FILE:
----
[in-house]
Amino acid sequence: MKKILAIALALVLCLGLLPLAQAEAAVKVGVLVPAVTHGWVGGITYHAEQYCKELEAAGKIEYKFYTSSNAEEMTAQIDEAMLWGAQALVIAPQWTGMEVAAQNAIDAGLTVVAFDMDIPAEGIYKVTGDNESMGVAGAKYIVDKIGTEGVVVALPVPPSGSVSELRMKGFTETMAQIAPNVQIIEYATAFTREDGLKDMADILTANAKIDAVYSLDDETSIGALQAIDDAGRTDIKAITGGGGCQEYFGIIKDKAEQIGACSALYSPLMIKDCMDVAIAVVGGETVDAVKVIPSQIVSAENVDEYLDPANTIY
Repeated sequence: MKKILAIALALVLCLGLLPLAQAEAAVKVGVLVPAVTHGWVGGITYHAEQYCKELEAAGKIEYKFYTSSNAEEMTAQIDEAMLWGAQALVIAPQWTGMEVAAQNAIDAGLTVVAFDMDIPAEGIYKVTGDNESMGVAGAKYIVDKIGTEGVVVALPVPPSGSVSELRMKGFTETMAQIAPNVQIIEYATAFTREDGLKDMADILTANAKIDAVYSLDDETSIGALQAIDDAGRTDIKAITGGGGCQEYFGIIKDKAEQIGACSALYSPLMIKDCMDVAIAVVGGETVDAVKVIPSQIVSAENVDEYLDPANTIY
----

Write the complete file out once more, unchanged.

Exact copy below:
[in-house]
Amino acid sequence: MKKILAIALALVLCLGLLPLAQAEAAVKVGVLVPAVTHGWVGGITYHAEQYCKELEAAGKIEYKFYTSSNAEEMTAQIDEAMLWGAQALVIAPQWTGMEVAAQNAIDAGLTVVAFDMDIPAEGIYKVTGDNESMGVAGAKYIVDKIGTEGVVVALPVPPSGSVSELRMKGFTETMAQIAPNVQIIEYATAFTREDGLKDMADILTANAKIDAVYSLDDETSIGALQAIDDAGRTDIKAITGGGGCQEYFGIIKDKAEQIGACSALYSPLMIKDCMDVAIAVVGGETVDAVKVIPSQIVSAENVDEYLDPANTIY
Repeated sequence: MKKILAIALALVLCLGLLPLAQAEAAVKVGVLVPAVTHGWVGGITYHAEQYCKELEAAGKIEYKFYTSSNAEEMTAQIDEAMLWGAQALVIAPQWTGMEVAAQNAIDAGLTVVAFDMDIPAEGIYKVTGDNESMGVAGAKYIVDKIGTEGVVVALPVPPSGSVSELRMKGFTETMAQIAPNVQIIEYATAFTREDGLKDMADILTANAKIDAVYSLDDETSIGALQAIDDAGRTDIKAITGGGGCQEYFGIIKDKAEQIGACSALYSPLMIKDCMDVAIAVVGGETVDAVKVIPSQIVSAENVDEYLDPANTIY